The ISJ demands immediate ban on child domestic labour in Pakistan

The Institute for Social Justice (ISJ) said that death of ten years old Erum- a child domestic worker (CDW)- by her employer in Lahore in the first week of 2014 is a harsh reminder to society and the government. Erum Ramzan’s is one of the cases that show how children are brutally and mercilessly tortured and even killed by employers inside the boundary walls, which go unnoticed and under reported. However, Erum’s is the first reported cases in which the employer has confessed for torturing the child which resulted her death but in all reported cases since January 2010, no employer has admitted the crime, rather in the first place they influence the police and later on courts releases them on the account of no appearance from the victim’s family side or for lack of evidence.

Eram belongs to village Jandra Okara in Punjab province of Pakistan, she was found dead in the house of Altaf Mehmood in Askari 9 Lahore city. Eram’s mother said that Nasira (employer) and their son Muhammad Ibrar, along with two unidentified accomplices, tortured her daughter to death. She said that her daughter had been working at the house for the past three months. Sources said that her hands were tied, and that the body had torture marks.

Just after three days of Eram’s deaths, on 5th January 2014 another 16 years old child maid (Azra) was found strangled to death after being raped in Lahore city. Azra’s mother Shamim Bibi has lodged complaint with the police against the rich employer.  Azra had come from poor vicinity in Punjab and worked as maid at the house for three months. The employer claimed that the girl had committed suicide. In all such cases, the employers always make such statements. It is being reported by the police that at the crime scene there was no hook or other support which Azra could have used to hang herself. Azra’s case may also lose attention of police and authorities as sores of other cases have.

The ISJ’s press statement said that 2013 was worst year for children in the field of labour mainly in child domestic work in which more child domestic workers’ cases of tortures and deaths were reported in the media. Since January 2010 to December 2013, 52 cases of tortures on CDWs are reported including 24 deaths. In 2010, 12 cases of torture on CDWs were reported including 7 deaths; in 2011, 10 cases of torture on CDWs were reported, of which 6 children were dead; and in 2012, 8 cases including three deaths were reported.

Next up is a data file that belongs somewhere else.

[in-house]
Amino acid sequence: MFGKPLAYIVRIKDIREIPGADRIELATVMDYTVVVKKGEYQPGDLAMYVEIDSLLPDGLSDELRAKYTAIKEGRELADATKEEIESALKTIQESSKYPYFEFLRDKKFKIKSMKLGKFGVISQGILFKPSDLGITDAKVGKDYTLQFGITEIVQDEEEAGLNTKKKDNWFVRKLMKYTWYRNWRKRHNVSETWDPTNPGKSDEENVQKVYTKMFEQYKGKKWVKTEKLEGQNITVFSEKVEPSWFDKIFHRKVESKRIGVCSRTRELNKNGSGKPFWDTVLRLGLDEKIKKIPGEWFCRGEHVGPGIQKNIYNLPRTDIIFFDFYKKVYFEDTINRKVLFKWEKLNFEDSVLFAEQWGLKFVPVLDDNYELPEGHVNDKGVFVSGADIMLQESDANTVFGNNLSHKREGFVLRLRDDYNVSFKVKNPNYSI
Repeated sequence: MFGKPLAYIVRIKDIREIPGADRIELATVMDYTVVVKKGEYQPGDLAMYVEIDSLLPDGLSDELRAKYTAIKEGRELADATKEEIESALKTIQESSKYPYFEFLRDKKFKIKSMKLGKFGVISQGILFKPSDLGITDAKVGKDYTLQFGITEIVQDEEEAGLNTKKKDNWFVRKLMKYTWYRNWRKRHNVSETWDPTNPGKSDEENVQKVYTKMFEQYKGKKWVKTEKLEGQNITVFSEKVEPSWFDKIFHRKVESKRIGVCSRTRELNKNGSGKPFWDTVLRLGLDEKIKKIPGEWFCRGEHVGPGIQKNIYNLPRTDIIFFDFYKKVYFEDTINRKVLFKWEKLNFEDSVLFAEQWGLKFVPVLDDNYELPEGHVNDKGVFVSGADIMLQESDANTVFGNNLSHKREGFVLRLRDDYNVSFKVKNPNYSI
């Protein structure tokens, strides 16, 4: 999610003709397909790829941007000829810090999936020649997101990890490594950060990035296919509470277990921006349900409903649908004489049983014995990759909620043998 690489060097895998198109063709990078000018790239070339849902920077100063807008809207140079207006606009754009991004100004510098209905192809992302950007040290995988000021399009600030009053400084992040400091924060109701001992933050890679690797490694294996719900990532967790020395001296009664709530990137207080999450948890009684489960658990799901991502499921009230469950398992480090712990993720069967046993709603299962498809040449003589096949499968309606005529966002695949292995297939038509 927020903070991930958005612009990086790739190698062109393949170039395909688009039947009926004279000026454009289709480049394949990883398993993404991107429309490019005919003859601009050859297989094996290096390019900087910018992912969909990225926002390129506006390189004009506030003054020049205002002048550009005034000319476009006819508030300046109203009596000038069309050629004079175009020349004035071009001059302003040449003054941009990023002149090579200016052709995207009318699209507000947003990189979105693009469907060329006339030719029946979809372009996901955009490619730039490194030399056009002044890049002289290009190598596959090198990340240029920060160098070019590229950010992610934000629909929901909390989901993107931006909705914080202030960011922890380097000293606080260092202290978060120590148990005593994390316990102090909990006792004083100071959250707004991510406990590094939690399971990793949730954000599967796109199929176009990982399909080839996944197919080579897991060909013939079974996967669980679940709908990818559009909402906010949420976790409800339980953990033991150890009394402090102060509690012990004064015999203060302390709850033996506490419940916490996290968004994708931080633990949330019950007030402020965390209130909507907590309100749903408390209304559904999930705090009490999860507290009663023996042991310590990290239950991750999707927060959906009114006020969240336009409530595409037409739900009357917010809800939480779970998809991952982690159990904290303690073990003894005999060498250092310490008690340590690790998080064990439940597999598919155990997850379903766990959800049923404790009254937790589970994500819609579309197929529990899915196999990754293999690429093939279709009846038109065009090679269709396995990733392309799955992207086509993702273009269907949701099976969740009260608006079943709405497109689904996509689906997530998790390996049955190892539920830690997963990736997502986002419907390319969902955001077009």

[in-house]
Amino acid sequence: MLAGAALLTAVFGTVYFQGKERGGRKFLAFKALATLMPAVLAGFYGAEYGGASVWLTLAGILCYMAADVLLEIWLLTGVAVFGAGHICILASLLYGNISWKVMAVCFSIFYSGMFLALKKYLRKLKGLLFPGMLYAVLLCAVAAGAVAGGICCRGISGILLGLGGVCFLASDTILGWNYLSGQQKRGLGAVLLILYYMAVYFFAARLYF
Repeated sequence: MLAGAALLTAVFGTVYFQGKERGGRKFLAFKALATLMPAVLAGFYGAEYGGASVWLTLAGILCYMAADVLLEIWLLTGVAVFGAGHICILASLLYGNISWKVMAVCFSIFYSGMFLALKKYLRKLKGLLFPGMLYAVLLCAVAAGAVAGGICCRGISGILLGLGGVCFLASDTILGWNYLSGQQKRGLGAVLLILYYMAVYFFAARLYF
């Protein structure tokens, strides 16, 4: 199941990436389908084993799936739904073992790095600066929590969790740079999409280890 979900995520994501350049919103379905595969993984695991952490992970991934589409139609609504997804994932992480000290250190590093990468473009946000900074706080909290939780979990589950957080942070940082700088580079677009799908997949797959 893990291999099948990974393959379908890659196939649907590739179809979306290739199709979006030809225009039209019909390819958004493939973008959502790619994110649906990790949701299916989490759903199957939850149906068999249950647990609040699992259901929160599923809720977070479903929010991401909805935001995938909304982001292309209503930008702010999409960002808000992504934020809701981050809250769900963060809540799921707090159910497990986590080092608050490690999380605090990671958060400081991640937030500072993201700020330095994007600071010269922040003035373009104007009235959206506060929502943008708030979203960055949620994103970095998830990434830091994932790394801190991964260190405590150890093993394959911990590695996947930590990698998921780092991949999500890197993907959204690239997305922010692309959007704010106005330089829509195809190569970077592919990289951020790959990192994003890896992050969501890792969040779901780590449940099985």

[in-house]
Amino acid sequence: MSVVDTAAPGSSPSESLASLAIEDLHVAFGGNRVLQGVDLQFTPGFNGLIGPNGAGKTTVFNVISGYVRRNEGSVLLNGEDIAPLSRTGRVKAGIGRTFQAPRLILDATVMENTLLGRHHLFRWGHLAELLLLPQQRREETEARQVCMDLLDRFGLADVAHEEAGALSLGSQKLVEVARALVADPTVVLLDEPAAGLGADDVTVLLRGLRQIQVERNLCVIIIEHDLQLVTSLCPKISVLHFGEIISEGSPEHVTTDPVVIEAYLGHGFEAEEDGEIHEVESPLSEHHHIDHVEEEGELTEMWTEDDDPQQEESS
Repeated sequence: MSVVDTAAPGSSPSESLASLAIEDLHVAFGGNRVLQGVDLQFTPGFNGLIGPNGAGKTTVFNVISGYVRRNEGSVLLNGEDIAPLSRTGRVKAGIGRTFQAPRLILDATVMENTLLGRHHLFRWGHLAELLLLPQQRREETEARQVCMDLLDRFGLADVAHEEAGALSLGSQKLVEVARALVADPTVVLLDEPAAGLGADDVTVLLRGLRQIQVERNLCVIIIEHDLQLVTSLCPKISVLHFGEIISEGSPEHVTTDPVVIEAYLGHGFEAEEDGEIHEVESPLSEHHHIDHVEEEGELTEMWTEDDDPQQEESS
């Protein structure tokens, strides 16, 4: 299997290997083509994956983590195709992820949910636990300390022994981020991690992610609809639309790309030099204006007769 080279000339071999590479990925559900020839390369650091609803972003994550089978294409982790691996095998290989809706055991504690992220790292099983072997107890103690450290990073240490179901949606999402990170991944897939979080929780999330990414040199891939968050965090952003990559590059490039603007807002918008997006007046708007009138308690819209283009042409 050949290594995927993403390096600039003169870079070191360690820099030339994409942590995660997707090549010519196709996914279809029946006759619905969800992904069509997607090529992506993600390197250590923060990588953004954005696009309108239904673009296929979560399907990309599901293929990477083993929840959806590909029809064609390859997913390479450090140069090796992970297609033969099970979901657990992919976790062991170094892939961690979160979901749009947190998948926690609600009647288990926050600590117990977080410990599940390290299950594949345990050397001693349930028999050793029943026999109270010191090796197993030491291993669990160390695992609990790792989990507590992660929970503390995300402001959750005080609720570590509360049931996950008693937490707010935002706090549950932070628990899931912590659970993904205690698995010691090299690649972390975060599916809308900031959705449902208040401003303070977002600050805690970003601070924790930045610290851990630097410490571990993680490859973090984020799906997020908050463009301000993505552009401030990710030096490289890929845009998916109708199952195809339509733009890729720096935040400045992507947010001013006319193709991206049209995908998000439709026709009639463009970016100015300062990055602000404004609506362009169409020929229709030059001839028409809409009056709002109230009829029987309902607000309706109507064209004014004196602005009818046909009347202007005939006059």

In 2013, 21 cases, including 8 deaths of CDWs were reported. All of the cases in 2013 were reported from Punjab province; except two, all were girls. The last reported case in December 2013 was of a nine year old girl from Gujranwala who was beaten up by her employer on the account of stealing gold. She was hanged upside down from a ceiling fan.

The ISJ’s press statement said that CDWs are continuously sold, exploited, abused, raped, sodomized, tortured and killed. The phenomena of CDWs has general acceptance of internal trafficking, severe torture, abuse, exploitation, forced labour, slavery and murders of helpless and innocent persons. CDWs are deprived of all fundamental rights given in the Constitution of Pakistan (such as Articles 11, 25 (3), 25A) and even the right to life. In June 2013, the Supreme Court of Pakistan had also declared CDW as illegal and unconstitutional and had directed the governments to take measures accordingly.

The year 2013’s theme on the international day against child labour was “No to child labour in domestic work” which was set in light of the ILO’s Convention 182 Worst Forms of Child Labour and United Nations Convention on the Rights of the Child. Pakistan acknowledges and prohibits forced labour, external trafficking, slavery and worst forms of child labour only in documents but yet has not been able to take any legal and administrative measures to ban CDW and stop brutal torture and murders of helpless innocent CDWs, mainly girls.

In the light of the UNCRC and its Optional Protocol on Sale of Children, ILO’s Conventions 182 and the Constitution of Pakistan, the federal and provincial governments should immediately declare CDW a form of slavery and include it in the list of worst form of child labour and should immediately be banned across the country under the list of banned occupation given in the Employment of Children Act 1991. The ISJ also demands for legal, moral and financial support and protection to Erum and Azra’s families until they receive justice from the court.